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International Journal of Endocrinology
Volume 2017, Article ID 8475701, 13 pages
Review Article

Gender, Estrogen, and Obliterative Lesions in the Lung

Department of Environmental & Occupational Health, Florida International University, Miami, FL, USA

Correspondence should be addressed to Quentin Felty; ude.uif@qytlef

Received 21 November 2016; Revised 20 February 2017; Accepted 7 March 2017; Published 2 April 2017

Academic Editor: Mario Maggi

Copyright © 2017 Hamza Assaggaf and Quentin Felty. This is an open access article distributed under the Creative Commons Attribution License, which permits unrestricted use, distribution, and reproduction in any medium, provided the original work is properly cited.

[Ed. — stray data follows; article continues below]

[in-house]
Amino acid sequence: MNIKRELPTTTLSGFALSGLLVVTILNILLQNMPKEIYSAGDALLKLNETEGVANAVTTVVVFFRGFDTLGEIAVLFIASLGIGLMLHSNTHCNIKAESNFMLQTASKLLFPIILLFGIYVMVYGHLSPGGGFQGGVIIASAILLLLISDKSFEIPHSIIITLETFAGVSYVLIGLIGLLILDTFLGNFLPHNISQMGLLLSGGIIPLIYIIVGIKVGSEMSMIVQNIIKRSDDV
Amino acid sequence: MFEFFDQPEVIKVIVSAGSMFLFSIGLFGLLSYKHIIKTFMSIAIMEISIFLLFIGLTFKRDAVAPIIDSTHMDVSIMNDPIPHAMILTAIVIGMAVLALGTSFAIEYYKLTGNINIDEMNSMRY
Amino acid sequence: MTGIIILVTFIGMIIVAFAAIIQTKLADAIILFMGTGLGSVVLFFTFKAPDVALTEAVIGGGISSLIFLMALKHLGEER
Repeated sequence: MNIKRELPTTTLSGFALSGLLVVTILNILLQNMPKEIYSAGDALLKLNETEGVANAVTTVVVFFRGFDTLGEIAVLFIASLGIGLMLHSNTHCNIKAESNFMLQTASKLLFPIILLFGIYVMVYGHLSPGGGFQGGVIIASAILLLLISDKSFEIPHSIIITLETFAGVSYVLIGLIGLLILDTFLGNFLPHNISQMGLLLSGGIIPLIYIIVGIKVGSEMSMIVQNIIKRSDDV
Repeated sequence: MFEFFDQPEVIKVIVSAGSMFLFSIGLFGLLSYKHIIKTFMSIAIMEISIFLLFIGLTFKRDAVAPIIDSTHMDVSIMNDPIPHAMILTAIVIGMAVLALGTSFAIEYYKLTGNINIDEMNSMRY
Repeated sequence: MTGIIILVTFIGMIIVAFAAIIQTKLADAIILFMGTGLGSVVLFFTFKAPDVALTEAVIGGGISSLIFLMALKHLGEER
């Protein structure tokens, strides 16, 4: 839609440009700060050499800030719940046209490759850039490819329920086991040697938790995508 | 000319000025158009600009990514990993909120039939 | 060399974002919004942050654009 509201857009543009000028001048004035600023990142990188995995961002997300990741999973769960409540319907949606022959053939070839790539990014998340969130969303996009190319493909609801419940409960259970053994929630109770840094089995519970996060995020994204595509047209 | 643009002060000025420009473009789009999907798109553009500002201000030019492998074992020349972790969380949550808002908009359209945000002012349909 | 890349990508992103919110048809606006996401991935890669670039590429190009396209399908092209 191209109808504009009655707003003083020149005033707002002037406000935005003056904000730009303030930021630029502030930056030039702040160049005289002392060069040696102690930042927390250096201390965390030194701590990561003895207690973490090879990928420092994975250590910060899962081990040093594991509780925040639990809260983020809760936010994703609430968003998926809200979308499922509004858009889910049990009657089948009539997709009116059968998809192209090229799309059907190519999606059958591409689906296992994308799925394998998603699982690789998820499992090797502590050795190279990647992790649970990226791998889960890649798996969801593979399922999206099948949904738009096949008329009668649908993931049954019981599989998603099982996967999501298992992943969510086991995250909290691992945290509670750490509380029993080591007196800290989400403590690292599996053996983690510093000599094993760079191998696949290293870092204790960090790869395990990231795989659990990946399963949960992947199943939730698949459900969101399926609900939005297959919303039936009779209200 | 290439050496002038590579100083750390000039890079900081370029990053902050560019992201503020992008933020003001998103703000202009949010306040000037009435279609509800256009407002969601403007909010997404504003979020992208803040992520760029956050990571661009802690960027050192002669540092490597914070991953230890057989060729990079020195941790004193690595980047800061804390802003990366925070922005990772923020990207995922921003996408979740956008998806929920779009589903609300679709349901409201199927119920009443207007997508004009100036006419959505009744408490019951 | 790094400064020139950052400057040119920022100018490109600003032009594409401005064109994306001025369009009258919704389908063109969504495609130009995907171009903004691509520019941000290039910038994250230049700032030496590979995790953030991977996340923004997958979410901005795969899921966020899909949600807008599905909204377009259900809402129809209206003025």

Gender has been shown to impact the prevalence of several lung diseases such as cancer, asthma, chronic obstructive pulmonary disease, and pulmonary arterial hypertension (PAH). Controversy over the protective effects of estrogen on the cardiopulmonary system should be of no surprise as clinical trials of hormone replacement therapy have failed to show benefits observed in experimental models. Potential confounders to explain these inconsistent estrogenic effects include the dose, cellular context, and systemic versus local tissue levels of estrogen. Idiopathic PAH is disproportionately found to be up to 4 times more common in females than in males; however, estrogen levels cannot explain why males develop PAH sooner and have poorer survival. Since the sex steroid hormone 17β-estradiol is a mitogen, obliterative processes in the lung such as cell proliferation and migration may impact the growth of pulmonary tissue or vascular cells. We have reviewed evidence for biological differences of sex-specific lung obliterative lesions and highlighted cell context-specific effects of estrogen in the formation of vessel lumen-obliterating lesions. Based on this information, we provide a biological-based mechanism to explain the sex difference in PAH severity as well as propose a mechanism for the formation of obliterative vascular lesions by estrogens.